On Tuesday, the US House of Representatives passed a resolution condemning recent tweets and comments by Trump, claiming they “have legitimized fear and hatred of new Americans and people of color.” The final vote was 240 for and 187 against in the Democrat-controlled body, following party lines except for four Republicans and one independent who crossed the aisle, Sputnik reported.
This past weekend, Trump directed tweets at four members of the House - Alexandria Ocasio-Cortez, Ilhan Omar, Rashida Tlaib and Ayanna Pressley - who have spoken openly on the issue of Immigration and Customs Enforcement (ICE) detention centers for undocumented migrants entering the US.
“Why don’t they go back and help fix the totally broken and crime infested places from which they came. Then come back and show us how it is done. These places need your help badly, you can’t leave fast enough,” Trump tweeted Sunday about the four women of color.
“Obviously we’ve known for years Republicans have used the Southern strategy, whatever they want to call it, to really try to mobilize the policy of white racial grievance” Puryear said, referring to a Republican Party strategy, which first emerged in 1964, to gain political support from white voters in the South who were angered by the end of legal racial segregation by deepening racism against black people.
“The collapse of the Jim Crow-style, materially-based white privilege system - and concomitant with that, of course, deindustrialization and other things - have had a similar shock on the community and the lens through which many of those individuals see those struggles,” Puryear said. “I think Trump recognized that. I think he skillfully exploited that in the election and understood that was the lens through which so many people saw the policy issues.”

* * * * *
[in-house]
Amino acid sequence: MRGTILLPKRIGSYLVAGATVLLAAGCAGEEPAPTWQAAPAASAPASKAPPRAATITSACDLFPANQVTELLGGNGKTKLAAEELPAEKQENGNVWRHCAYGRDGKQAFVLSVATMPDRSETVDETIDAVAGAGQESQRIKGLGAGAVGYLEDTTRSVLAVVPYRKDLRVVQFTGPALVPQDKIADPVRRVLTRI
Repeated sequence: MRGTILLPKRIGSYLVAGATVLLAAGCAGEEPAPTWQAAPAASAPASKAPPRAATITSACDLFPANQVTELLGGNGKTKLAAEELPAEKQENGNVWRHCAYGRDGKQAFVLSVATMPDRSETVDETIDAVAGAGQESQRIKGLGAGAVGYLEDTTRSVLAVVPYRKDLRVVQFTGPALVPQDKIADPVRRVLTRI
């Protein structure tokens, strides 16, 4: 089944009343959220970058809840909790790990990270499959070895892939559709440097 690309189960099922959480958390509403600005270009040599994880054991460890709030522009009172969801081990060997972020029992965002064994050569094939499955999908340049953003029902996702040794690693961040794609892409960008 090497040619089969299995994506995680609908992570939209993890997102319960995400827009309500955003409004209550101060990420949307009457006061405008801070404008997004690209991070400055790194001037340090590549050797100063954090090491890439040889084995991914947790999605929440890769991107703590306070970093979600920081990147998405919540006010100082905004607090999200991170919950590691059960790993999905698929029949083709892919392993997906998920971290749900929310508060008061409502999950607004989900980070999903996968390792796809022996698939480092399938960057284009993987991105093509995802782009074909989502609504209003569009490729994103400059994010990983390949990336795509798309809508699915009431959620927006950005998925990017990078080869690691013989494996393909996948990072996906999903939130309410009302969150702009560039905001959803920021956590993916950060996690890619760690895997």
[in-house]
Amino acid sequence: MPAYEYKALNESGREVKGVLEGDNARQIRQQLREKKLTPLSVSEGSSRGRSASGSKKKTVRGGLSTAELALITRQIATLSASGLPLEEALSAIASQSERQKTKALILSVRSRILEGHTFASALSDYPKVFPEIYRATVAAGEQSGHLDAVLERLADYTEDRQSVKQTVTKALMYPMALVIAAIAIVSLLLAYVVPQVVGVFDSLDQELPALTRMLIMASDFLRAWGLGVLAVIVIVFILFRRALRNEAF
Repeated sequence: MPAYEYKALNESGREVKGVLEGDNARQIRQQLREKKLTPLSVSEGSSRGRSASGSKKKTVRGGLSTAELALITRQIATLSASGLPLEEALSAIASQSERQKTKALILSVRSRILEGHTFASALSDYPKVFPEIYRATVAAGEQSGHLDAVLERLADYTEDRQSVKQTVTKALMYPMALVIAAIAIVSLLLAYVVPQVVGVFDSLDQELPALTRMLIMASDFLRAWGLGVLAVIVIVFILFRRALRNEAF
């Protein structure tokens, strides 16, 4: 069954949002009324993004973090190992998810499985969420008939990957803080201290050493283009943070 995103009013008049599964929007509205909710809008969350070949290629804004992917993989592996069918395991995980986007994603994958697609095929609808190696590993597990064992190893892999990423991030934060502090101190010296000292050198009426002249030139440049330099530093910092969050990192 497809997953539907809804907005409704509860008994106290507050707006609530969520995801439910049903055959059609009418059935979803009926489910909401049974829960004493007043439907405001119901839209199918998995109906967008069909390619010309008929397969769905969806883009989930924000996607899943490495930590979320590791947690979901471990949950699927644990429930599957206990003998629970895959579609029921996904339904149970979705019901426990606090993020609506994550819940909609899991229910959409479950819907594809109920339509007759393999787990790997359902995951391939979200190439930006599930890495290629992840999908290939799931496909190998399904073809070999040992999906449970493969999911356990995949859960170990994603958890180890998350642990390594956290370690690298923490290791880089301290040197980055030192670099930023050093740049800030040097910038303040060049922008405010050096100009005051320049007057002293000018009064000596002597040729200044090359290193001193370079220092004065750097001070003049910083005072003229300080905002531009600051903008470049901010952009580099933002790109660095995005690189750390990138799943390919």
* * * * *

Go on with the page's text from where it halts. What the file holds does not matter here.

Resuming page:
“These other Republicans, they don’t want to lose primaries. They can’t afford to go against it, because going against Trump means going against this racist group identity-style of politics that I think Trump has very skillfully manipulated to get into power and maintain popularity with his base.”
According to Puryear, Trump is “driving” the “white supremacist world view.”
“I think Trump is obviously driving it. I think a lot of people have forgotten how aggressively he pushed the birther issue,” referring to Trump's erroneous statements that former US President Barack Obama was not born in the US and that his birth certificate was fake.
“I do believe now, for his own purposes as a candidate, he is turning back to try to generate these sorts of divisions. I don’t think it's possible for Trump to succeed in a context in which anyone starts to look at the problems they want to face and are looking for real solutions. [Trump needs to maintain the] overall white supremacist world view …. [or else people] will start to see that the jig is up and most of this is just a cover for his policies that only benefit the 1%,” Puryear noted, adding that although the Democratic establishment calls out Trump for his racist remarks, they serve the same “corporate masters.”
“The Democrats will often speak to ‘Trump is racist,’ but they are not actually drawing attention to the misdirection play, because quite frankly, many Democrats want to serve the same corporate masters. The Democrats aren’t able to mobilize as big of a fightback as I think they possibly could because of the nature of their policies … which don’t touch on the deeper realities of why white supremacy exists, the role it serves, and counterpose them with direct and deliberate policies that would obviously help all people regardless of race,” Puryear told Sputnik, also noting that there has been a rise in neo-conservative, right-wing agendas in the US.